Obsessed With Baking Bread

I have been baking so much bread lately, that the kids have started to make fun of me. It looks like whenever they come home from school there is either bread in the oven, bread cooling or another dough on the go. What’s not to like? I enjoy every aspect of making bread: shaping the dough, watching it rise, the scent of baking it and eating it, of course. The kids are very willing to help with the eating, so they don’t complain too much.

I have been reading a lot on how to make good bread and have found that patience is a very important part of it. These days I like to start the dough in the evening, let it rise for an hour or so and then let it rest in the fridge overnight. In the morning I take it out and let it warm up a bit until the kids are at school. Then I shape it, let it rise and finally bake it. It is probably midday by the time it comes out of the oven.

I use two methods for shaping and baking the bread. For toast or soft doughs I like to use loaf pans and bake the bread without baking stone or steam. For shaped doughs I use both. For the final rise I set the loaf onto a piece of parchment paper, which I slide onto an inverted baking sheet to rest. When it is time to bake I take the baking sheet, hold the edge against the baking stone, grab the parchment paper and slide the loaf onto the stone with it. For steam I toss a cup of hot water into a roasting pan, that sits on the bottom of the oven. This works very well. It is quick, the loaf keeps its shape and there is no flying flour left to burn on the stone.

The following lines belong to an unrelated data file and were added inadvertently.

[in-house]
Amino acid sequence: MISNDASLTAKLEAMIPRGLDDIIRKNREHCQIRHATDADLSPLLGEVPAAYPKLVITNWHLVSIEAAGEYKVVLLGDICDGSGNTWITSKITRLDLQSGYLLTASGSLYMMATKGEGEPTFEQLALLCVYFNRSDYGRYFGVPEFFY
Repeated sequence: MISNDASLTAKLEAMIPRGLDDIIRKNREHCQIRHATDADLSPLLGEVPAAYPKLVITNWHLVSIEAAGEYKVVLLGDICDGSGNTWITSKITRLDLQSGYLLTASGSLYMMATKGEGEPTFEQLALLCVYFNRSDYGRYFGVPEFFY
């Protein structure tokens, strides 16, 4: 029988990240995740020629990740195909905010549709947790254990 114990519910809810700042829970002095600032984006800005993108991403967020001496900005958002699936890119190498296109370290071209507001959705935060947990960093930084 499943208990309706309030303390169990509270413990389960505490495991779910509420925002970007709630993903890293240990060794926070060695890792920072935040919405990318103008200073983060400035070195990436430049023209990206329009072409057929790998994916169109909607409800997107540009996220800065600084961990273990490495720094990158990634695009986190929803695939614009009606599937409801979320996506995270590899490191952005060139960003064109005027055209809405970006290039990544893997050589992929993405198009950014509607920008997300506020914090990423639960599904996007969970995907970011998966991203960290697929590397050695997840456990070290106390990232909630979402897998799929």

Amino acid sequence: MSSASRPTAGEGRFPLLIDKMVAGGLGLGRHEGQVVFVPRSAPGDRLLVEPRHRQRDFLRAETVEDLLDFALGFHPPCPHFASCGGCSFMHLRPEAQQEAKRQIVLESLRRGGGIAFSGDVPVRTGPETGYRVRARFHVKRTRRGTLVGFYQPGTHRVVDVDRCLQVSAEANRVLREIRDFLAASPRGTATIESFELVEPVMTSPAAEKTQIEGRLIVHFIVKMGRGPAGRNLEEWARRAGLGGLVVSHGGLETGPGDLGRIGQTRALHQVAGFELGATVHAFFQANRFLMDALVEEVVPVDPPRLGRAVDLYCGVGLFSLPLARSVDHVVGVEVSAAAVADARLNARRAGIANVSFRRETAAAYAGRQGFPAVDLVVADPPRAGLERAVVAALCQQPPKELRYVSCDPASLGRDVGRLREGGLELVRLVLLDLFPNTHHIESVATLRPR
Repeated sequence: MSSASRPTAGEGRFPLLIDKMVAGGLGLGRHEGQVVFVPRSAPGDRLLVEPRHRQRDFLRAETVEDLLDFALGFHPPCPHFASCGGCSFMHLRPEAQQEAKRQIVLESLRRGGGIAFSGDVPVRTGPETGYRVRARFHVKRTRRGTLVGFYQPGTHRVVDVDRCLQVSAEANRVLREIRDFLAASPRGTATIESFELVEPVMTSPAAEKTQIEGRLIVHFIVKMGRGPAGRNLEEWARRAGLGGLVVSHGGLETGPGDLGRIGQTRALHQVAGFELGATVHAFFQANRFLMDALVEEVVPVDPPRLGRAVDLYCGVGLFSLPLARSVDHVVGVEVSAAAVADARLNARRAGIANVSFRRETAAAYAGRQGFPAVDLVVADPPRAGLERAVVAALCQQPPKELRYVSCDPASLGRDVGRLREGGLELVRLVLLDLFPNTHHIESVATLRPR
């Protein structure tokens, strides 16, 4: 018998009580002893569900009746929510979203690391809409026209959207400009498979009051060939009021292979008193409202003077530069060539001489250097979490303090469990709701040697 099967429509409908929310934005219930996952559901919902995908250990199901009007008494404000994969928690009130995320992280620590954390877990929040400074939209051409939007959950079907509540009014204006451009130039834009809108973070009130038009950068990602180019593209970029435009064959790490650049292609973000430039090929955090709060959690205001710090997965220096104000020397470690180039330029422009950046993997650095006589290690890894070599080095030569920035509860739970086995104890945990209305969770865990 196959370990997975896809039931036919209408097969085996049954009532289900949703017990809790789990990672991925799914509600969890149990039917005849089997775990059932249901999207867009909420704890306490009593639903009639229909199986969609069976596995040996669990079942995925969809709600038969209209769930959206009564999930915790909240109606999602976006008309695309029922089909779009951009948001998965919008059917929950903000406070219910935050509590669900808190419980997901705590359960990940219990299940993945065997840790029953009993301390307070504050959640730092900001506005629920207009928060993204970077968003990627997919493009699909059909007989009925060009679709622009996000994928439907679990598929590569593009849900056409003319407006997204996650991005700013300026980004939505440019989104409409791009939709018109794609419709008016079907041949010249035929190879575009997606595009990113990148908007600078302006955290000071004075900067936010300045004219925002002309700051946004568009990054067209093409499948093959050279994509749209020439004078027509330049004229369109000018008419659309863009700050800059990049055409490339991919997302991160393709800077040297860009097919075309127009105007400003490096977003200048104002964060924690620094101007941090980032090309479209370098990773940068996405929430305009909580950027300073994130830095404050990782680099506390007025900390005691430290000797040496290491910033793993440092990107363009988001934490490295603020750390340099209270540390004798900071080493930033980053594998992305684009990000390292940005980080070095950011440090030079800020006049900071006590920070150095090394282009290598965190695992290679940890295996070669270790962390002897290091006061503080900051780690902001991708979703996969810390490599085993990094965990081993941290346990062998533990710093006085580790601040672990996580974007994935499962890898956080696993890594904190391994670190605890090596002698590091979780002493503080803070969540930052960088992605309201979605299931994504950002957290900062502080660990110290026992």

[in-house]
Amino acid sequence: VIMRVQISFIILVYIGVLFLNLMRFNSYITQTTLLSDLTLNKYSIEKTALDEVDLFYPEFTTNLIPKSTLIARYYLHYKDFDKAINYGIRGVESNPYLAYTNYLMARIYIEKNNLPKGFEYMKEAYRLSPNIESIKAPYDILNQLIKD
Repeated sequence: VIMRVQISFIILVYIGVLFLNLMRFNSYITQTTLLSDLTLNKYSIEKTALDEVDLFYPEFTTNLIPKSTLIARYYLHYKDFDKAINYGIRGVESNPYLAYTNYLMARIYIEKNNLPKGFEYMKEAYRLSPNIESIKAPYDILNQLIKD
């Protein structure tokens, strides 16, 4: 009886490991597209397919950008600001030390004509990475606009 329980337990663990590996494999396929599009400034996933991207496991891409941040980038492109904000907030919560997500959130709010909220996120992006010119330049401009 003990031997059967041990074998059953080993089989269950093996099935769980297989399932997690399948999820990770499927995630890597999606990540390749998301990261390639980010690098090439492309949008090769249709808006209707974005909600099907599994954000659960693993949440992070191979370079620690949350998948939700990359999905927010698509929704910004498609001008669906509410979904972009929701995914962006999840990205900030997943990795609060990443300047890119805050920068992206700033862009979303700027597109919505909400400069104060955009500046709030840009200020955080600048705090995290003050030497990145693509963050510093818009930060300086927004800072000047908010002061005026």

Here is a great video that shows how to shape the dough into a round bread.

A favourite of mine is Walnut Bread. The walnuts turn the dough slightly purple.

Here is the recipe:

Walnut Bread

150g walnuts
100g whole wheat flour
350g bread flour
150g rye flour
1 1/2 tsp yeast
1 Tbsp sugar
2 cups water
3 tsp salt

Chop walnuts and roast them in a heavy frying pan. Combine the nuts and the flours in a mixing bowl, add sugar, water and yeast. Wait until yeast has dissolved. Add the salt and mix the dough using a stand mixer until just combined into a messy dough. Let rest for 20 minutes. Knead dough for 3 to 5 minutes until smooth. Cover with cling foil and let rise for an hour at room temperature. After that store the dough in the fridge overnight.

In the morning shape the bread, cover it and let it rise for at least one hour.

Preheat oven to 430F or 220C.

Slash the bread, bake it for 40 to 45 minutes.

You can find an easy to print pdf file here.


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